A continuous monolayer of adsorbate molecules surrounding a homogeneous solid surface is the conceptual basis for this adsorption model. The Langmuir isotherm is formally equivalent to the Hill equation in biochemistry.
- 3.1: Introduction
- Whenever a gas is in contact with a solid there will be an equilibrium established between the molecules in the gas phase and the corresponding adsorbed species which are bound to the surface of the solid. The position of equilibrium will depend upon a number of factors: (1) The relative stabilities of the adsorbed and gas phase species involved, (2) The temperature of the system (both the gas and surface, although these are normally the same) and (3) The pressure of the gas above the surface
- 3.2: Langmuir Isotherm - derivation from equilibrium considerations
- We may derive the Langmuir isotherm by treating the adsorption process as we would any other equilibrium process - except in this case the equilibrium is between the gas phase molecules, together with vacant surface sites, and the species adsorbed on the surface.
- 3.3: Langmuir Isotherm from a Kinetics Consideration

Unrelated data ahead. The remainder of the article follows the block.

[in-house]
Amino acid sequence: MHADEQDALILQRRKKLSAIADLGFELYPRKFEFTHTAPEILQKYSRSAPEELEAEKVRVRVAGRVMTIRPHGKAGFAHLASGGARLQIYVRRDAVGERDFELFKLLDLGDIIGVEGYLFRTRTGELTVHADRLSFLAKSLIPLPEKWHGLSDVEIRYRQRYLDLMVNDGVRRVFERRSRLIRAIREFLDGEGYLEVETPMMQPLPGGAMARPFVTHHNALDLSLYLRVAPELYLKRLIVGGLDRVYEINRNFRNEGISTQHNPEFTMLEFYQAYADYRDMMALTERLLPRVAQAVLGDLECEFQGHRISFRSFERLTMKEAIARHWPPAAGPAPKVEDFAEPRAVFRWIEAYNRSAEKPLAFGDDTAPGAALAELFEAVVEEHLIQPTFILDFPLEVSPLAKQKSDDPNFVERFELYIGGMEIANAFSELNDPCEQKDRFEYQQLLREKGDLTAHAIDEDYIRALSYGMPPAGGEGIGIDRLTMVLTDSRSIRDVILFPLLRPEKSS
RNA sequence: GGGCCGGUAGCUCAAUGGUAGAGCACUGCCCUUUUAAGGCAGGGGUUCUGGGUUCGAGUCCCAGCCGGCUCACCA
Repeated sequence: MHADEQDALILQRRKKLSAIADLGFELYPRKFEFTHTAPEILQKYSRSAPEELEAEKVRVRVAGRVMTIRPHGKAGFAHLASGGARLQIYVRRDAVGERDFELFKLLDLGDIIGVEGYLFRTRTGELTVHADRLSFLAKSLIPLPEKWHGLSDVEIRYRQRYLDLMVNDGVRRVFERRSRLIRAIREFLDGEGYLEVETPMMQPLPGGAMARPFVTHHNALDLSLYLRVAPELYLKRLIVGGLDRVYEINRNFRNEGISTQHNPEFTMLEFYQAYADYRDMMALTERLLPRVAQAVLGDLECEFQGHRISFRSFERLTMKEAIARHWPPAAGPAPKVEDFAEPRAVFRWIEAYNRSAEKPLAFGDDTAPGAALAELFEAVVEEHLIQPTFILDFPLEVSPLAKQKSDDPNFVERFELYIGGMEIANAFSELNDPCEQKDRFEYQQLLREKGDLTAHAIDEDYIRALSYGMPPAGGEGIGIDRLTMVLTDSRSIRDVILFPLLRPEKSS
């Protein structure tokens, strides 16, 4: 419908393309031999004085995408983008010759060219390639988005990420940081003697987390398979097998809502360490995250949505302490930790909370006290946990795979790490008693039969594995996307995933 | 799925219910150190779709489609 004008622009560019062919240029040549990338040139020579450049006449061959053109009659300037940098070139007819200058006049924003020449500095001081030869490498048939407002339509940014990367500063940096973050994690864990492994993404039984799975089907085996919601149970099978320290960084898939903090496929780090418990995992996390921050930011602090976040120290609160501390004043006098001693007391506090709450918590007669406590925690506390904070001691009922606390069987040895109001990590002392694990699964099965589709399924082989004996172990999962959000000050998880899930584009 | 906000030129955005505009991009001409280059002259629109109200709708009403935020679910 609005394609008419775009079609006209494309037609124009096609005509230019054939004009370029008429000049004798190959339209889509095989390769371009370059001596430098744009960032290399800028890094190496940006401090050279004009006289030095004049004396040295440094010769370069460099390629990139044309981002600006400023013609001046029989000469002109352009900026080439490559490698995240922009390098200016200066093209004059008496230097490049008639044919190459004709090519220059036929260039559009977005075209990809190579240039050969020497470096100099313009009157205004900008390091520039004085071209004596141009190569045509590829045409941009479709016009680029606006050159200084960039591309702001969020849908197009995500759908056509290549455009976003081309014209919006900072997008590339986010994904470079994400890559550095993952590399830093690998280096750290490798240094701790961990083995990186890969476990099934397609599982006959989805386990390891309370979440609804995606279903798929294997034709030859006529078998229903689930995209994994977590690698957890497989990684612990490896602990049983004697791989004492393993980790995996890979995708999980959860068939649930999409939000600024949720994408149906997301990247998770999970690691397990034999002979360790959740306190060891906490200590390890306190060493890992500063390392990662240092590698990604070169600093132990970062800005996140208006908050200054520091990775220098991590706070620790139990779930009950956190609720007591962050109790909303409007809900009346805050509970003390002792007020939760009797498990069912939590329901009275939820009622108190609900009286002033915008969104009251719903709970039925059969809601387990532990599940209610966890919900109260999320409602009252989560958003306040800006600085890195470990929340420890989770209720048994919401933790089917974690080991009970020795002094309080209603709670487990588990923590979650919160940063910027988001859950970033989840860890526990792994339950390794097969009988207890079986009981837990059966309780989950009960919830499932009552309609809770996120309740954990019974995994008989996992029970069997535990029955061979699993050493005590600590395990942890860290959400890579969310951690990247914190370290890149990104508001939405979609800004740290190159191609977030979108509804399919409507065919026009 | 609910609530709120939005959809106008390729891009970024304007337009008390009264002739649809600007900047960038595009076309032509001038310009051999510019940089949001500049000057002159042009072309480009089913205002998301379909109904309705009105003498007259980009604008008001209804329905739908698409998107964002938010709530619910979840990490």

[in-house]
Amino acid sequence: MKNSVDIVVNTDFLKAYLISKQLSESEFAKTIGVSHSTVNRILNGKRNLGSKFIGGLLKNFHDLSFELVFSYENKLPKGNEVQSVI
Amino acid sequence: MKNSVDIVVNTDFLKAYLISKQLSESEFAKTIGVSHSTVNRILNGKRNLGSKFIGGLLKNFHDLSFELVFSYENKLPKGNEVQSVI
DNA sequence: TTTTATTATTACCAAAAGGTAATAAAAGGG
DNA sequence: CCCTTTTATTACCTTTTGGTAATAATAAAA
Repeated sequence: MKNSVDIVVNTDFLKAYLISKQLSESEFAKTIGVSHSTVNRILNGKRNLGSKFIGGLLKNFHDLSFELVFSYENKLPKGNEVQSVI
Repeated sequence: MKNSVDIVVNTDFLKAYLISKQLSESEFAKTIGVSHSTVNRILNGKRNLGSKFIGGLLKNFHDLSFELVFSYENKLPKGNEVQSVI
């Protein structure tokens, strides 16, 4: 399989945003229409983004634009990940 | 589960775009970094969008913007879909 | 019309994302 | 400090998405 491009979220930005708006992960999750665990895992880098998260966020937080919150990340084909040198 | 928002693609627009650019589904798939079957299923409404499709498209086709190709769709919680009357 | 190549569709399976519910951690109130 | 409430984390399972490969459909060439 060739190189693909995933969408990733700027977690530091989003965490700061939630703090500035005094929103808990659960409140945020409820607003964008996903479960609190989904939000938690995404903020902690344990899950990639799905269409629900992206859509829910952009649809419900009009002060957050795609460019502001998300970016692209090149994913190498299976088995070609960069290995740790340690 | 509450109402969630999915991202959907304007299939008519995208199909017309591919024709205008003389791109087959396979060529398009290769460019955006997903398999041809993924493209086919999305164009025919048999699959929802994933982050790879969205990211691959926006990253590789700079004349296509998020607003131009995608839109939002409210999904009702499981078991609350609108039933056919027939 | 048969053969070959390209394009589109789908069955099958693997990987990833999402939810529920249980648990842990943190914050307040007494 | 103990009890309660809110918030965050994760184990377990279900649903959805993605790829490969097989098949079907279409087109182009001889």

- The equilibrium that may exist between gas adsorbed on a surface and molecules in the gas phase is a dynamic state, i.e. the equilibrium represents a state in which the rate of adsorption of molecules onto the surface is exactly counterbalanced by the rate of desorption of molecules back into the gas phase. It should therefore be possible to derive an isotherm for the adsorption process simply by considering and equating the rates for these two processes.
- 3.4: Variation of Surface Coverage with Temperature and Pressure
- Application of the assumptions of the Langmuir Isotherm leads to readily derivable expressions for the pressure dependence of the surface coverage.
- 3.5: Applications - Kinetics of Catalytic Reactions
- It is possible to predict how the kinetics of certain heterogeneously-catalysed reactions might vary with the partial pressures of the reactant gases above the catalyst surface by using the Langmuir isotherm expression for equilibrium surface coverages.
Contributors and Attributions
Roger Nix (Queen Mary, University of London)